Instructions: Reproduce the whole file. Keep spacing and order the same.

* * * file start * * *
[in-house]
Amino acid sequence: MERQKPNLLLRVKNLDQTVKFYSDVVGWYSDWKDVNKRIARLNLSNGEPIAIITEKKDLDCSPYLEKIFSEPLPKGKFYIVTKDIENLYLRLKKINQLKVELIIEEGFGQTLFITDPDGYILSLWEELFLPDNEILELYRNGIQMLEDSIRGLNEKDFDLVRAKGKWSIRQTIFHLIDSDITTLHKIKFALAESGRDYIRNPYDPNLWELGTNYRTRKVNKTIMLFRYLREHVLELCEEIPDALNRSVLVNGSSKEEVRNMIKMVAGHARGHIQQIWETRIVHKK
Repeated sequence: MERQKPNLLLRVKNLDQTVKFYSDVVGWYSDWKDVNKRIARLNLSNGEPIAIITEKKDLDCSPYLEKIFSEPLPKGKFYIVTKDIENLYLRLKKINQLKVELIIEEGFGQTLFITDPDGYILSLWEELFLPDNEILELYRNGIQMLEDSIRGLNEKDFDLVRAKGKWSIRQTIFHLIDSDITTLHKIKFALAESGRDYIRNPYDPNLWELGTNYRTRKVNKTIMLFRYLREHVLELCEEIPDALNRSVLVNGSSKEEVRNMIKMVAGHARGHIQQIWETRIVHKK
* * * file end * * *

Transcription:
[in-house]
Amino acid sequence: MERQKPNLLLRVKNLDQTVKFYSDVVGWYSDWKDVNKRIARLNLSNGEPIAIITEKKDLDCSPYLEKIFSEPLPKGKFYIVTKDIENLYLRLKKINQLKVELIIEEGFGQTLFITDPDGYILSLWEELFLPDNEILELYRNGIQMLEDSIRGLNEKDFDLVRAKGKWSIRQTIFHLIDSDITTLHKIKFALAESGRDYIRNPYDPNLWELGTNYRTRKVNKTIMLFRYLREHVLELCEEIPDALNRSVLVNGSSKEEVRNMIKMVAGHARGHIQQIWETRIVHKK
Repeated sequence: MERQKPNLLLRVKNLDQTVKFYSDVVGWYSDWKDVNKRIARLNLSNGEPIAIITEKKDLDCSPYLEKIFSEPLPKGKFYIVTKDIENLYLRLKKINQLKVELIIEEGFGQTLFITDPDGYILSLWEELFLPDNEILELYRNGIQMLEDSIRGLNEKDFDLVRAKGKWSIRQTIFHLIDSDITTLHKIKFALAESGRDYIRNPYDPNLWELGTNYRTRKVNKTIMLFRYLREHVLELCEEIPDALNRSVLVNGSSKEEVRNMIKMVAGHARGHIQQIWETRIVHKK